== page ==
High schoolers in Japan relatively reluctant to study abroad

Apr 7 2012 - 5:38pm

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(GRANT HINDSLEY/The Associated Press) In this Feb. 27, 2012, photo, Sally Kim takes notes during a physics class at Columbia Independent School in Columbia, Mo. Kim’s parents, who live in South Korea, sent her to live with relatives in Columbia for a better education that provides more collegiate opportunities. Such relocations, known as early study abroad, have surged in popularity in South Korea, where a rigid, test-driven education system, combined with intense social pressure to succeed in an English-first global economy, often means breaking up families for the sake of school.
(GRANT HINDSLEY/The Associated Press) In this Feb. 27, 2012, photo, Sally Kim takes notes during a physics class at Columbia Independent School in Columbia, Mo. Kim’s parents, who live in South Korea, sent her to live with relatives in Columbia for a better education that provides more collegiate opportunities. Such relocations, known as early study abroad, have surged in popularity in South Korea, where a rigid, test-driven education system, combined with intense social pressure to succeed in an English-first global economy, often means breaking up families for the sake of school.

TOKYO -- Japanese high school students are less interested in studying abroad than their counterparts in China, South Korea and the United States are, according to a recent survey, underlining their tendency to be inward-looking.

The Japan Youth Research Institute conducted the survey on a total of 8,000 high school boys and girls in the four countries.

Asked why they are not interested in studying abroad, 53.2 percent of Japanese students said it is easier to live in their home country. The high figure suggests a decline in the spirit of adventure at a time when companies are accelerating advancement overseas.

Among South Korean students, 70.7 percent said they are interested, either very much or a little, in studying abroad, followed by 69.5 percent of Chinese students and 64.6 percent of U.S. students. Only 57.2 percent of Japanese high school students are interested, either very much or a little, in studying abroad.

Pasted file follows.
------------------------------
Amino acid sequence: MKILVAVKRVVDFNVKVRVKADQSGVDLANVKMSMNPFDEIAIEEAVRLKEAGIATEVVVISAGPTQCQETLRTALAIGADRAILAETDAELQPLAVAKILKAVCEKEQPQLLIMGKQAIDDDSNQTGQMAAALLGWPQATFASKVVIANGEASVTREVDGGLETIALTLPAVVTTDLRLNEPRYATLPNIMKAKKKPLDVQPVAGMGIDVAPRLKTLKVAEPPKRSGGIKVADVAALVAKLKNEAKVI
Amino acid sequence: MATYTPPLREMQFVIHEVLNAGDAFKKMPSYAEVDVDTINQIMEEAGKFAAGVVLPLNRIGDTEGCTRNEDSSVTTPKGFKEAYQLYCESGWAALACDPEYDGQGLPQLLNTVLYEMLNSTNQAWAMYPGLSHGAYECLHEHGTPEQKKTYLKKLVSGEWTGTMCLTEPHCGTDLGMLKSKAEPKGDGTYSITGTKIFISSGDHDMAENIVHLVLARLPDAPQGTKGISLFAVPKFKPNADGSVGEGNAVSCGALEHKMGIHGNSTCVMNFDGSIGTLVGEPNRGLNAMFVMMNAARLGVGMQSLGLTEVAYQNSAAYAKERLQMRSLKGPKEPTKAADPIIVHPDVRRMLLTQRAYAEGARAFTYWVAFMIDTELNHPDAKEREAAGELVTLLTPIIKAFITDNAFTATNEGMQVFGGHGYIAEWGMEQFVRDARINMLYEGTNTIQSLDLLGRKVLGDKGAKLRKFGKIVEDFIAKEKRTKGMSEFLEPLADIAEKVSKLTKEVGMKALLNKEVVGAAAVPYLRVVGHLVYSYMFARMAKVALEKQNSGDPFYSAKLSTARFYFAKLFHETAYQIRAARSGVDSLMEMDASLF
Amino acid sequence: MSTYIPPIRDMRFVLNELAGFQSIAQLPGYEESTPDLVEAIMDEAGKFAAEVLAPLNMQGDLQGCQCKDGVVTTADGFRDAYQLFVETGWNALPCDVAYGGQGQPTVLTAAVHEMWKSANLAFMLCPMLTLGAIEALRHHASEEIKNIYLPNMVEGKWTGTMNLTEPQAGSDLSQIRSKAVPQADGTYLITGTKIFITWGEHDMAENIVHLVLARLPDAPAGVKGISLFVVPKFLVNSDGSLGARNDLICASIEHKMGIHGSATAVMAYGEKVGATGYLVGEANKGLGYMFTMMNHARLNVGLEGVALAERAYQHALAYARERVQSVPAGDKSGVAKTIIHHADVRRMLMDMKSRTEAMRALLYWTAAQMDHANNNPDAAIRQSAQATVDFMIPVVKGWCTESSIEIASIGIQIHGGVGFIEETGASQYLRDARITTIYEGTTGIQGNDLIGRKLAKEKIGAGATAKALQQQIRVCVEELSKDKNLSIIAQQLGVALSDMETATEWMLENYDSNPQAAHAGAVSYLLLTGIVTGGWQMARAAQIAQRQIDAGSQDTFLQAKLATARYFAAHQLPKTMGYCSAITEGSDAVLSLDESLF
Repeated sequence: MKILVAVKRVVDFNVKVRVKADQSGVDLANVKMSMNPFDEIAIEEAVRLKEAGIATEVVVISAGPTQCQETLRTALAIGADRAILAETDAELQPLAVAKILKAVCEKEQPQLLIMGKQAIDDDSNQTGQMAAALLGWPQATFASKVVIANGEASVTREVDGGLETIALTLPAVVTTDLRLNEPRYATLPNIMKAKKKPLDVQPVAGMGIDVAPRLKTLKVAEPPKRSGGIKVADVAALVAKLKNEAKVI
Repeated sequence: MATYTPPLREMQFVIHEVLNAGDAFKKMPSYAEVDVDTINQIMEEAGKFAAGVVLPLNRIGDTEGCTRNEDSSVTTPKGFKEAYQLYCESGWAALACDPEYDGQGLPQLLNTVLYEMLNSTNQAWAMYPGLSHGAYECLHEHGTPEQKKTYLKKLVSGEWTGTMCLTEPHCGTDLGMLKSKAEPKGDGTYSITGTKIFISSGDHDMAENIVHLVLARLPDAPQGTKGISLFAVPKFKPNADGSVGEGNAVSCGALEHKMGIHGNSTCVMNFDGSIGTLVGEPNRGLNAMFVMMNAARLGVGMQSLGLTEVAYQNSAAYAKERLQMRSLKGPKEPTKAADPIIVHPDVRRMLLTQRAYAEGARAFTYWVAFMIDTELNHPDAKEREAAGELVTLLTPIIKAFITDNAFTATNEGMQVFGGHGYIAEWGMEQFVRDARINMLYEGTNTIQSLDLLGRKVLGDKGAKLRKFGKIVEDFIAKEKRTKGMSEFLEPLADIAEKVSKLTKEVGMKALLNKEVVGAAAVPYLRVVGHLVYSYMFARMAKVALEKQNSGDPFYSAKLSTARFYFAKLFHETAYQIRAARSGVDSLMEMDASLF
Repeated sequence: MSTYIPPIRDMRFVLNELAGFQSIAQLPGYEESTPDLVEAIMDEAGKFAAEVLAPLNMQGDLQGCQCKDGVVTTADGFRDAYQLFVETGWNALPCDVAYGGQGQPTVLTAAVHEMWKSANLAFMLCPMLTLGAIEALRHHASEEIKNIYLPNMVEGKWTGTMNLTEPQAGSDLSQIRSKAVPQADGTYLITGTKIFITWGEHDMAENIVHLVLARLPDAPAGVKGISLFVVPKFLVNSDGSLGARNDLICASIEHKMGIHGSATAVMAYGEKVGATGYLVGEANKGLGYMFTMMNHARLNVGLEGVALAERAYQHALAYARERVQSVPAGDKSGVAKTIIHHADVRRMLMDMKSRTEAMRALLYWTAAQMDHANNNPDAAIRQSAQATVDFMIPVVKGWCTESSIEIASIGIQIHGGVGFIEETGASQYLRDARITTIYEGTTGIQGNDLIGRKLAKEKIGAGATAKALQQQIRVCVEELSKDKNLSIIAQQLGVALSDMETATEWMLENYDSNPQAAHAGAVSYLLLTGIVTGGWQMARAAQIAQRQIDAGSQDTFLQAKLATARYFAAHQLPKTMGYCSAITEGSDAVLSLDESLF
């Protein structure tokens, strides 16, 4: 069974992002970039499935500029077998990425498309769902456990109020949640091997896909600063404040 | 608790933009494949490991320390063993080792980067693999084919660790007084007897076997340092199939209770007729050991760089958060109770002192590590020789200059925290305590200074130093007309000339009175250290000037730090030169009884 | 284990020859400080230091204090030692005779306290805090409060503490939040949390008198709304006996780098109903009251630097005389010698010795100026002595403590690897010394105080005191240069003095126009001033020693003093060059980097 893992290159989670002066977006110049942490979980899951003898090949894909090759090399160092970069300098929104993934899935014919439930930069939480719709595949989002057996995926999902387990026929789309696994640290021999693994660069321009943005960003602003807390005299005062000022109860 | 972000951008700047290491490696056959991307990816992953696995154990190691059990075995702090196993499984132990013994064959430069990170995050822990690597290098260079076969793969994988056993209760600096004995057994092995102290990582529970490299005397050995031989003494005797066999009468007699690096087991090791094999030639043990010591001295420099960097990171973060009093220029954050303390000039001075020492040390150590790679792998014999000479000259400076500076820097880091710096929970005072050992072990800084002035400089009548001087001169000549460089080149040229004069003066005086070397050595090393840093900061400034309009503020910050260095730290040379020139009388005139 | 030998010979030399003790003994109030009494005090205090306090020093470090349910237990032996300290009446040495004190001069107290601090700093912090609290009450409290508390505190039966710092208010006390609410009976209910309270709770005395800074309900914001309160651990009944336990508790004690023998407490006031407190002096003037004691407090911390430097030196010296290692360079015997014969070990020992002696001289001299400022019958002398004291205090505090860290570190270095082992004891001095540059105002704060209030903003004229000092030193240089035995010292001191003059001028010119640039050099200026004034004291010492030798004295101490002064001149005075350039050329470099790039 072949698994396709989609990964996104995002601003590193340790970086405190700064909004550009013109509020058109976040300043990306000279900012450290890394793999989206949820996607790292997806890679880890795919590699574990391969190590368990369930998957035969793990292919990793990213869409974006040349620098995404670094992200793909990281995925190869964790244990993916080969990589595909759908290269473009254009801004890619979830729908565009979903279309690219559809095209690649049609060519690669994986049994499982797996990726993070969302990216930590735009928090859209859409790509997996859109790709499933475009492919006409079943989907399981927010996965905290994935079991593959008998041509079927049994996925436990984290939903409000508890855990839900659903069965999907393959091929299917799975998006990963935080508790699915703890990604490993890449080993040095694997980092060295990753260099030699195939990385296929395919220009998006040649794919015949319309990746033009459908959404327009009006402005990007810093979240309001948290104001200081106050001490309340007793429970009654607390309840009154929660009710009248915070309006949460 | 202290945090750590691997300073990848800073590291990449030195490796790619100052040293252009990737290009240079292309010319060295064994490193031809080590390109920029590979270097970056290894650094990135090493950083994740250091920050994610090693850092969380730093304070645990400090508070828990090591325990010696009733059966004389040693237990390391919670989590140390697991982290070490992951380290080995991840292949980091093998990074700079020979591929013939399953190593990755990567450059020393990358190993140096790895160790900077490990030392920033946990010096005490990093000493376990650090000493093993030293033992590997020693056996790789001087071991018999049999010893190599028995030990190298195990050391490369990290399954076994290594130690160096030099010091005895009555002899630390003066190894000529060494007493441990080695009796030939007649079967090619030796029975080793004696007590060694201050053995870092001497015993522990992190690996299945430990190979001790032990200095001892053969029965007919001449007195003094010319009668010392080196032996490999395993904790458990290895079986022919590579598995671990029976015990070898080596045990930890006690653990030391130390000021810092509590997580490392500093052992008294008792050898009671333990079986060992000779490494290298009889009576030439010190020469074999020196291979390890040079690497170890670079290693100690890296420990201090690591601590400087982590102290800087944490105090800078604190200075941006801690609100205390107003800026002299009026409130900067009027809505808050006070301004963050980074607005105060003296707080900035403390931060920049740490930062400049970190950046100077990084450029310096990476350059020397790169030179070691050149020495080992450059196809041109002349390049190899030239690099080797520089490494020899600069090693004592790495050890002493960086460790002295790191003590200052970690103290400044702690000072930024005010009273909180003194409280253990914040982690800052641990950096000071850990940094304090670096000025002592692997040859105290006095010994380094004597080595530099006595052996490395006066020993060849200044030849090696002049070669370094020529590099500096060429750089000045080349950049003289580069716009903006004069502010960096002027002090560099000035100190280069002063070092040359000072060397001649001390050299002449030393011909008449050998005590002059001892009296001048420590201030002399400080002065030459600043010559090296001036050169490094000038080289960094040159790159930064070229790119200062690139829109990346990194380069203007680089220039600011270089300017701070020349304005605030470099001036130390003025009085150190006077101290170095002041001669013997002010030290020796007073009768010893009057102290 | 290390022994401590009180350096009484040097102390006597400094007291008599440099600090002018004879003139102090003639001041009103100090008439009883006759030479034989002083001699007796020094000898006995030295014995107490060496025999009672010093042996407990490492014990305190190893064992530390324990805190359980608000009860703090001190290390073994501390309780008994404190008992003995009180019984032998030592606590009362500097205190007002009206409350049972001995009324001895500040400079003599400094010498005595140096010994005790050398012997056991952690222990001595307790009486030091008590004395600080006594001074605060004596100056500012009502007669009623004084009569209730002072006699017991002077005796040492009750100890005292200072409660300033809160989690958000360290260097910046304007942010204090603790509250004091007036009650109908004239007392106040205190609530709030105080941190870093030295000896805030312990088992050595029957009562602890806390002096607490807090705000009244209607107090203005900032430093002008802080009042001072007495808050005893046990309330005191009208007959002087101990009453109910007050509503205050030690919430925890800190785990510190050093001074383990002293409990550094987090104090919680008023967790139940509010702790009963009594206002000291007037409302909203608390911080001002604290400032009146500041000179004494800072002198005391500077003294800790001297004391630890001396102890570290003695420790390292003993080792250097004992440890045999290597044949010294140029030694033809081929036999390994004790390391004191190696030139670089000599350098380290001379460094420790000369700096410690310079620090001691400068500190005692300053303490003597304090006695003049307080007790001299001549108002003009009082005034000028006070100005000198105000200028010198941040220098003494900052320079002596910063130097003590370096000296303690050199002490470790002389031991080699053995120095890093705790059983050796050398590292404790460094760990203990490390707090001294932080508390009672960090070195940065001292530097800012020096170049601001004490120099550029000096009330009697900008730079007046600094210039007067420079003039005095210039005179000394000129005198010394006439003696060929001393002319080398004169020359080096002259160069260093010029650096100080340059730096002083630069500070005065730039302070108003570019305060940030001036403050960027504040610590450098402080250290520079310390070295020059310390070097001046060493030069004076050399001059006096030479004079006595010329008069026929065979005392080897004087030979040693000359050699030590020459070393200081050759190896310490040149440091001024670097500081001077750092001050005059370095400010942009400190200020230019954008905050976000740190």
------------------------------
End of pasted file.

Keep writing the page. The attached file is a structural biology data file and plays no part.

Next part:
The survey found 15.9 percent of Japanese students are not interested at all in studying overseas, more than double the figure for Chinese or South Korean students.

Asked why they do not want to study abroad, 48.1 percent of Japanese students cited "language barriers," while 42.7 percent said they were "not confident about living abroad alone." Students were allowed to give multiple answers to this question.

Thirty-eight percent of Japanese students said, "It's tiring," the highest figure among the four countries' students who picked this reason.

There were clear differences regarding what the students in the four countries wanted to learn in a foreign country.

More than 50 percent of Japanese students said they would like to study language, while less than 30 percent of American, Chinese or South Korean students said the same.

Among non-Japanese students who took the survey, popular subjects were in the arts, engineering and science.

The institute said the survey results show the proportion of students who think "it is easier to accept the current situation rather than to change it" increased to 56.7 percent in the latest survey from 24.7 percent in a 1980 survey.

Japanese high school students seem to prefer to be comfortable in Japan rather than taking on difficulties that may come with studying abroad, the institute said.

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